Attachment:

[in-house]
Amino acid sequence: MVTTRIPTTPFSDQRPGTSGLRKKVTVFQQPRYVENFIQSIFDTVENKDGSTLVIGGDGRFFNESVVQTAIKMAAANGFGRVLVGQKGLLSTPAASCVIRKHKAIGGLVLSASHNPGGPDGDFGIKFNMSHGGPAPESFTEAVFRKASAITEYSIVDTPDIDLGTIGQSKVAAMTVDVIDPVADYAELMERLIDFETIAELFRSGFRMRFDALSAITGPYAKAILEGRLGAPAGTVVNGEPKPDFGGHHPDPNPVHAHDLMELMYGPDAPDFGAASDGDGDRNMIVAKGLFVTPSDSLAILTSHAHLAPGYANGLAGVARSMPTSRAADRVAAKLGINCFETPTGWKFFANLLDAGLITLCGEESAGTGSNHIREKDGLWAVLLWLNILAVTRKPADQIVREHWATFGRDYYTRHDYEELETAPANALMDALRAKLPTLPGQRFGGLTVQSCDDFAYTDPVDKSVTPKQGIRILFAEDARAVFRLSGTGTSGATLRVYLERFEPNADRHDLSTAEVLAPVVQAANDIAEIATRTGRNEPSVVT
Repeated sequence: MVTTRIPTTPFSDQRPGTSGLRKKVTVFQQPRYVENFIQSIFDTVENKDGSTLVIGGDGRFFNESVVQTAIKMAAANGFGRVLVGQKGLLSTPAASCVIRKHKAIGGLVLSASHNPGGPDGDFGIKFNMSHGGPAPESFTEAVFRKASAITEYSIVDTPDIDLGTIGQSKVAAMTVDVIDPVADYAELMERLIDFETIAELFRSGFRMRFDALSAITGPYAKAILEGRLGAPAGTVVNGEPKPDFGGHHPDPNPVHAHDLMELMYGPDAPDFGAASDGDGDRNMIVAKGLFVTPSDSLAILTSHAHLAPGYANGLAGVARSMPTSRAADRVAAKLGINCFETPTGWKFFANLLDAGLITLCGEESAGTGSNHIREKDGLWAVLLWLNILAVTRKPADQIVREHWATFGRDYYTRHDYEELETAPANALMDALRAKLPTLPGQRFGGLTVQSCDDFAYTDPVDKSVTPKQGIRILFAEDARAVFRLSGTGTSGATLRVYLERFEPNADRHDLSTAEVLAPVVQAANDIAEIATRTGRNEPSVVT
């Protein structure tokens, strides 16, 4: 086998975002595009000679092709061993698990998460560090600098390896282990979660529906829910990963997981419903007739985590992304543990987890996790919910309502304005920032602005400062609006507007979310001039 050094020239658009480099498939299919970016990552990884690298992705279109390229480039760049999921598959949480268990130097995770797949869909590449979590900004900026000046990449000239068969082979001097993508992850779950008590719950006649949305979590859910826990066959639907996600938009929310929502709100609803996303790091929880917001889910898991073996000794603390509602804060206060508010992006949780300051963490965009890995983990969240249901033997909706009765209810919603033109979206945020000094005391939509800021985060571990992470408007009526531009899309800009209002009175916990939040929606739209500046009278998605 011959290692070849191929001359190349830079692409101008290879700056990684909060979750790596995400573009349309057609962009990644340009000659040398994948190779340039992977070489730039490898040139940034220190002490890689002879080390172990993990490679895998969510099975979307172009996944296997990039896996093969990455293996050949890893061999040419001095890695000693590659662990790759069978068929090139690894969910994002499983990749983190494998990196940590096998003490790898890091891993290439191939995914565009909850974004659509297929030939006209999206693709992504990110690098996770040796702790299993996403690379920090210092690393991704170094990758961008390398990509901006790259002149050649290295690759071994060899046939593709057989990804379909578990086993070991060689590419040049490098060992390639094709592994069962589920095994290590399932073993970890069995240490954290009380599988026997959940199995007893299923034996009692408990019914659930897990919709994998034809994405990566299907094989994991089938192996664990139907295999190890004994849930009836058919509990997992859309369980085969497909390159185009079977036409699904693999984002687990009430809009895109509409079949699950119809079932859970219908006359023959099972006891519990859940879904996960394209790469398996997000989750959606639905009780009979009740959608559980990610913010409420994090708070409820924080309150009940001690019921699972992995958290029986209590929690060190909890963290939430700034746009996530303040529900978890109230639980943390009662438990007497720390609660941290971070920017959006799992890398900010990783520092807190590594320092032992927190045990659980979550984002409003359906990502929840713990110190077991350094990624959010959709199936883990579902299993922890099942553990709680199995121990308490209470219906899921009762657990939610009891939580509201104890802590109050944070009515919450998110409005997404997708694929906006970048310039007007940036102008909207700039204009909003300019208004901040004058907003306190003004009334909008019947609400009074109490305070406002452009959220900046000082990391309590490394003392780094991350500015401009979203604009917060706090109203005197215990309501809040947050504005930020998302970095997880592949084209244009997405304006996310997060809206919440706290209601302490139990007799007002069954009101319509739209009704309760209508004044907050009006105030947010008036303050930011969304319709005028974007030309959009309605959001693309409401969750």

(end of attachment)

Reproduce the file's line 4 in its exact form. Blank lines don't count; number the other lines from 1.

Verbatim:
């Protein structure tokens, strides 16, 4: 086998975002595009000679092709061993698990998460560090600098390896282990979660529906829910990963997981419903007739985590992304543990987890996790919910309502304005920032602005400062609006507007979310001039 050094020239658009480099498939299919970016990552990884690298992705279109390229480039760049999921598959949480268990130097995770797949869909590449979590900004900026000046990449000239068969082979001097993508992850779950008590719950006649949305979590859910826990066959639907996600938009929310929502709100609803996303790091929880917001889910898991073996000794603390509602804060206060508010992006949780300051963490965009890995983990969240249901033997909706009765209810919603033109979206945020000094005391939509800021985060571990992470408007009526531009899309800009209002009175916990939040929606739209500046009278998605 011959290692070849191929001359190349830079692409101008290879700056990684909060979750790596995400573009349309057609962009990644340009000659040398994948190779340039992977070489730039490898040139940034220190002490890689002879080390172990993990490679895998969510099975979307172009996944296997990039896996093969990455293996050949890893061999040419001095890695000693590659662990790759069978068929090139690894969910994002499983990749983190494998990196940590096998003490790898890091891993290439191939995914565009909850974004659509297929030939006209999206693709992504990110690098996770040796702790299993996403690379920090210092690393991704170094990758961008390398990509901006790259002149050649290295690759071994060899046939593709057989990804379909578990086993070991060689590419040049490098060992390639094709592994069962589920095994290590399932073993970890069995240490954290009380599988026997959940199995007893299923034996009692408990019914659930897990919709994998034809994405990566299907094989994991089938192996664990139907295999190890004994849930009836058919509990997992859309369980085969497909390159185009079977036409699904693999984002687990009430809009895109509409079949699950119809079932859970219908006359023959099972006891519990859940879904996960394209790469398996997000989750959606639905009780009979009740959608559980990610913010409420994090708070409820924080309150009940001690019921699972992995958290029986209590929690060190909890963290939430700034746009996530303040529900978890109230639980943390009662438990007497720390609660941290971070920017959006799992890398900010990783520092807190590594320092032992927190045990659980979550984002409003359906990502929840713990110190077991350094990624959010959709199936883990579902299993922890099942553990709680199995121990308490209470219906899921009762657990939610009891939580509201104890802590109050944070009515919450998110409005997404997708694929906006970048310039007007940036102008909207700039204009909003300019208004901040004058907003306190003004009334909008019947609400009074109490305070406002452009959220900046000082990391309590490394003392780094991350500015401009979203604009917060706090109203005197215990309501809040947050504005930020998302970095997880592949084209244009997405304006996310997060809206919440706290209601302490139990007799007002069954009101319509739209009704309760209508004044907050009006105030947010008036303050930011969304319709005028974007030309959009309605959001693309409401969750």